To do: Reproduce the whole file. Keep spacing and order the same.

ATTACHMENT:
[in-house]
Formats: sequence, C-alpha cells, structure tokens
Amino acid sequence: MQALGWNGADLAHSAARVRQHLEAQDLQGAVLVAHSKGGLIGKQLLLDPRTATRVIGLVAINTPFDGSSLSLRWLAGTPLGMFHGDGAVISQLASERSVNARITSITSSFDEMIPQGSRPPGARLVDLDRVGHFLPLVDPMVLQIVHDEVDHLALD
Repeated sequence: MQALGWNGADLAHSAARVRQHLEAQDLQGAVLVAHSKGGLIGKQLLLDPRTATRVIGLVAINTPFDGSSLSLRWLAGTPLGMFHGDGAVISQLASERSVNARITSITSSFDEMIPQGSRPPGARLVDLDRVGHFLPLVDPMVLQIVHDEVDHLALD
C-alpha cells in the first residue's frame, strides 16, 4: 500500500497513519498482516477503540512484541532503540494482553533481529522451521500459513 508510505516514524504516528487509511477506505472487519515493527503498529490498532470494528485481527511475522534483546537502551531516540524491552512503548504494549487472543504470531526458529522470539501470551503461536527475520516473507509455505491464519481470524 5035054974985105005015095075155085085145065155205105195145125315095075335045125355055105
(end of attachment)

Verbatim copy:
[in-house]
Formats: sequence, C-alpha cells, structure tokens
Amino acid sequence: MQALGWNGADLAHSAARVRQHLEAQDLQGAVLVAHSKGGLIGKQLLLDPRTATRVIGLVAINTPFDGSSLSLRWLAGTPLGMFHGDGAVISQLASERSVNARITSITSSFDEMIPQGSRPPGARLVDLDRVGHFLPLVDPMVLQIVHDEVDHLALD
Repeated sequence: MQALGWNGADLAHSAARVRQHLEAQDLQGAVLVAHSKGGLIGKQLLLDPRTATRVIGLVAINTPFDGSSLSLRWLAGTPLGMFHGDGAVISQLASERSVNARITSITSSFDEMIPQGSRPPGARLVDLDRVGHFLPLVDPMVLQIVHDEVDHLALD
C-alpha cells in the first residue's frame, strides 16, 4: 500500500497513519498482516477503540512484541532503540494482553533481529522451521500459513 508510505516514524504516528487509511477506505472487519515493527503498529490498532470494528485481527511475522534483546537502551531516540524491552512503548504494549487472543504470531526458529522470539501470551503461536527475520516473507509455505491464519481470524 5035054974985105005015095075155085085145065155205105195145125315095075335045125355055105